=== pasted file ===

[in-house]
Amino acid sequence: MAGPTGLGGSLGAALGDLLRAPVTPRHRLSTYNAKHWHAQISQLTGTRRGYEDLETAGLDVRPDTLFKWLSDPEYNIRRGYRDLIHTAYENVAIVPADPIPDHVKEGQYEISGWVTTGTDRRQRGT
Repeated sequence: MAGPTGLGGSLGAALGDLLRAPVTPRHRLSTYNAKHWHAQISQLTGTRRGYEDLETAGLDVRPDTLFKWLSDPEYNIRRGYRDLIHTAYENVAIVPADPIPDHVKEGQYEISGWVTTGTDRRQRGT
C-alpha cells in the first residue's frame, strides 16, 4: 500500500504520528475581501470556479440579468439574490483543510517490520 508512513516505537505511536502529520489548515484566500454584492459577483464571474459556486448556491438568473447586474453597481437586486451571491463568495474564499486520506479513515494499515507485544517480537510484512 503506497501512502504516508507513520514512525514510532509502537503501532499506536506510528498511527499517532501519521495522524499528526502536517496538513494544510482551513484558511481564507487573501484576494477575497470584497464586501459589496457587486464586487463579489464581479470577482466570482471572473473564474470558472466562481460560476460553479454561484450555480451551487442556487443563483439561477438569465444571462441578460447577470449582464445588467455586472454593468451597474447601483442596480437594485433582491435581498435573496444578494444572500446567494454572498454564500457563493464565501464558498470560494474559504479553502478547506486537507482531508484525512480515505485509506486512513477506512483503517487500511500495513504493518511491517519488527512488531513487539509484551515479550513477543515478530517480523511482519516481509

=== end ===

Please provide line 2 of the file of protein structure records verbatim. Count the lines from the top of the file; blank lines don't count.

Amino acid sequence: MAGPTGLGGSLGAALGDLLRAPVTPRHRLSTYNAKHWHAQISQLTGTRRGYEDLETAGLDVRPDTLFKWLSDPEYNIRRGYRDLIHTAYENVAIVPADPIPDHVKEGQYEISGWVTTGTDRRQRGT